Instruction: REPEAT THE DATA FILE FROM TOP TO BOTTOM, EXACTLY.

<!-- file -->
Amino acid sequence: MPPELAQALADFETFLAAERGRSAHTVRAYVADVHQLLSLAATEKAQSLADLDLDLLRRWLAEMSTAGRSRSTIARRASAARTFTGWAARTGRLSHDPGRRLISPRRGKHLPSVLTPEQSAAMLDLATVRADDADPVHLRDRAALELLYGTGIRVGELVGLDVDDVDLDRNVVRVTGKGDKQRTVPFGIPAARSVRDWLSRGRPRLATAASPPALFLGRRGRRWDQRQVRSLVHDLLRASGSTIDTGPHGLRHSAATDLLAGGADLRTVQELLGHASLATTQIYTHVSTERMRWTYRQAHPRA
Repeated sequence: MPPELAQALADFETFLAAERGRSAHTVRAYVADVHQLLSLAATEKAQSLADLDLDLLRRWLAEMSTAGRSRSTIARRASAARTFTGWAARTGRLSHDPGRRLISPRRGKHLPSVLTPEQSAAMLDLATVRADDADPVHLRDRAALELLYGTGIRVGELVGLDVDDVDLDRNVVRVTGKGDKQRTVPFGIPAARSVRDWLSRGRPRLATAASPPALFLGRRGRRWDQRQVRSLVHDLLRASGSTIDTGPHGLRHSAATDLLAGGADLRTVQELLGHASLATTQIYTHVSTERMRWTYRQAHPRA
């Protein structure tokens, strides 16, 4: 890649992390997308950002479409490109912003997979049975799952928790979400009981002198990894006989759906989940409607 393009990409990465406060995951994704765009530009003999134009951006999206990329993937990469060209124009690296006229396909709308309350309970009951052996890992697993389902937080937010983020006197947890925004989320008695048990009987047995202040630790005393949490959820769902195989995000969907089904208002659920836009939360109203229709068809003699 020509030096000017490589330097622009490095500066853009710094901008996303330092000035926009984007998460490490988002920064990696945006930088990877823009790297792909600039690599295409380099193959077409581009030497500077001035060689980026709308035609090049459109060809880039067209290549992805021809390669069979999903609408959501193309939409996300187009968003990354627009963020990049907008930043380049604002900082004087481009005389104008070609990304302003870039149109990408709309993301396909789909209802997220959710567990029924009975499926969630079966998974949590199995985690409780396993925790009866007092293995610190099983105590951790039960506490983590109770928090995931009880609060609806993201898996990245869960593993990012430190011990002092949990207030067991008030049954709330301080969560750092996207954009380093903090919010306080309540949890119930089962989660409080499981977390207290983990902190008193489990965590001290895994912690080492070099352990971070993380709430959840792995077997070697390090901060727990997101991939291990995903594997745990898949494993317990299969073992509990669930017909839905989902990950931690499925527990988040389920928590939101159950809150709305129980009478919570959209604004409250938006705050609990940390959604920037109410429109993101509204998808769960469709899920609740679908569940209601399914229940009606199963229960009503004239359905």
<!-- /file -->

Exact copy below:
Amino acid sequence: MPPELAQALADFETFLAAERGRSAHTVRAYVADVHQLLSLAATEKAQSLADLDLDLLRRWLAEMSTAGRSRSTIARRASAARTFTGWAARTGRLSHDPGRRLISPRRGKHLPSVLTPEQSAAMLDLATVRADDADPVHLRDRAALELLYGTGIRVGELVGLDVDDVDLDRNVVRVTGKGDKQRTVPFGIPAARSVRDWLSRGRPRLATAASPPALFLGRRGRRWDQRQVRSLVHDLLRASGSTIDTGPHGLRHSAATDLLAGGADLRTVQELLGHASLATTQIYTHVSTERMRWTYRQAHPRA
Repeated sequence: MPPELAQALADFETFLAAERGRSAHTVRAYVADVHQLLSLAATEKAQSLADLDLDLLRRWLAEMSTAGRSRSTIARRASAARTFTGWAARTGRLSHDPGRRLISPRRGKHLPSVLTPEQSAAMLDLATVRADDADPVHLRDRAALELLYGTGIRVGELVGLDVDDVDLDRNVVRVTGKGDKQRTVPFGIPAARSVRDWLSRGRPRLATAASPPALFLGRRGRRWDQRQVRSLVHDLLRASGSTIDTGPHGLRHSAATDLLAGGADLRTVQELLGHASLATTQIYTHVSTERMRWTYRQAHPRA
């Protein structure tokens, strides 16, 4: 890649992390997308950002479409490109912003997979049975799952928790979400009981002198990894006989759906989940409607 393009990409990465406060995951994704765009530009003999134009951006999206990329993937990469060209124009690296006229396909709308309350309970009951052996890992697993389902937080937010983020006197947890925004989320008695048990009987047995202040630790005393949490959820769902195989995000969907089904208002659920836009939360109203229709068809003699 020509030096000017490589330097622009490095500066853009710094901008996303330092000035926009984007998460490490988002920064990696945006930088990877823009790297792909600039690599295409380099193959077409581009030497500077001035060689980026709308035609090049459109060809880039067209290549992805021809390669069979999903609408959501193309939409996300187009968003990354627009963020990049907008930043380049604002900082004087481009005389104008070609990304302003870039149109990408709309993301396909789909209802997220959710567990029924009975499926969630079966998974949590199995985690409780396993925790009866007092293995610190099983105590951790039960506490983590109770928090995931009880609060609806993201898996990245869960593993990012430190011990002092949990207030067991008030049954709330301080969560750092996207954009380093903090919010306080309540949890119930089962989660409080499981977390207290983990902190008193489990965590001290895994912690080492070099352990971070993380709430959840792995077997070697390090901060727990997101991939291990995903594997745990898949494993317990299969073992509990669930017909839905989902990950931690499925527990988040389920928590939101159950809150709305129980009478919570959209604004409250938006705050609990940390959604920037109410429109993101509204998808769960469709899920609740679908569940209601399914229940009606199963229960009503004239359905």